“[A] quietly powerful novel….Fans of Sara Baume, Holly Chamberlin, and Francesca Segal will appreciate McGhee’s magnetic prose and her ability to pack a richly detailed story into a slim novel. Atmospheric and introspective, Never ComingBack will resonate with those who have lost a parent to illness or estrangement but still have questions they’d like to be answered.”—Booklist
“A luminous novel….the author’s gift for subtly poetic language and her believable dialogue make Clara’s journey worth following. McGhee has an almost musical ability to repeat the themes of her novel with enough variation to keep them fresh. Fierce, complicated characters appear to grow out of the severe Adirondack landscape, and McGhee swerves away from sentimentality in addressing the relentlessly changing relationship at the novel’s core.” —Kirkus Reviews
“[A] poignant meditation on the relationship between a mother and daughter….Though this well-written story will appeal to a broad range of readers for its rich characterization, mothers and daughters will especially find Clara’s and Tamar’s story moving and memorable.”—Publishers Weekly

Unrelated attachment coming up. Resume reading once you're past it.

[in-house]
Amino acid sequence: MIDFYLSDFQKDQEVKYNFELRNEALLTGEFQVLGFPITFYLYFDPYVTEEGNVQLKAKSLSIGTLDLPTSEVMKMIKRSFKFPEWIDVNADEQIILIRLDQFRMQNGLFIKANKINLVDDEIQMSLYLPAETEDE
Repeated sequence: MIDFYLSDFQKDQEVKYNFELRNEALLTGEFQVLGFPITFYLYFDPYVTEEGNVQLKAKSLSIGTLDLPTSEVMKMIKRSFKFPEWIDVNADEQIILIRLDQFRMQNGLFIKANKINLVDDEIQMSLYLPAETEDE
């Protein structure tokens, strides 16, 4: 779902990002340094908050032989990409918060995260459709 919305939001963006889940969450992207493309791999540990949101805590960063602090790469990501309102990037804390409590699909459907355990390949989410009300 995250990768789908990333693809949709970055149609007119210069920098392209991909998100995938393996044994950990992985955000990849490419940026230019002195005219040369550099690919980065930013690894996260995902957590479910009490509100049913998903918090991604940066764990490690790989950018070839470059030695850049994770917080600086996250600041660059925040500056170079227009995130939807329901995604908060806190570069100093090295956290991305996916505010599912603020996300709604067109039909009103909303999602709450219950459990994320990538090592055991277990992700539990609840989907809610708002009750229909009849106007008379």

“McGhee’s own gift for words takes you to the very heart of this tense yet tender relationship. Through vivid and meandering dips into memory, McGhee draws us into Clara’s rapidly shifting thoughts as she tries to piece together previous assumptions with new discoveries.”—BookPage
"McGhee’s latest novel...not only tackles the complexities of a mother-daughter relationship and the unresolved conflicts that can have lasting effects on both women, it also informs readers about how Alzheimer’s can quickly and cruelly ravage a person."—Library Journal
“Never Coming Back is a deeply moving exploration of growing up and growing old, and the ties that bind parents and children – and the mysteries that sometimes keep us apart.”—Chris Bohjalian, best-selling author of The Sleepwalker, Midwives, and The Sandcastle Girls
“When a parent is involved, the journey of a caregiver can take the mind back through all the bumps and beauties of a complicated relationship and the heart and soul into new and challenging territory. Alison McGhee captures this—all the nuances and conflicts—in her beautifully written novel. Much to praise here but it is the remarkable characterization of the mother, the indomitable Tamar, who McGhee paints with such feeling, that lingers for me. A wise, humane book and a very special novelist.”—George Hodgman, New York Times best-selling author of Bettyville
“Alison McGhee returns to the landscape of the Adirondacks in this beautifully devastating novel about the things that remain unspoken between parent and child. Clara Winter’s need to know what lies on the other side of her mother’s Alzheimer’s-induced silence drives this book toward its ferocious conclusion. Never Coming Back is an exquisite book, brimful with nostalgia, love, regret, humor, yearning--and unforgettable prose.”—Julie Schumacher, author of Dear Committee Members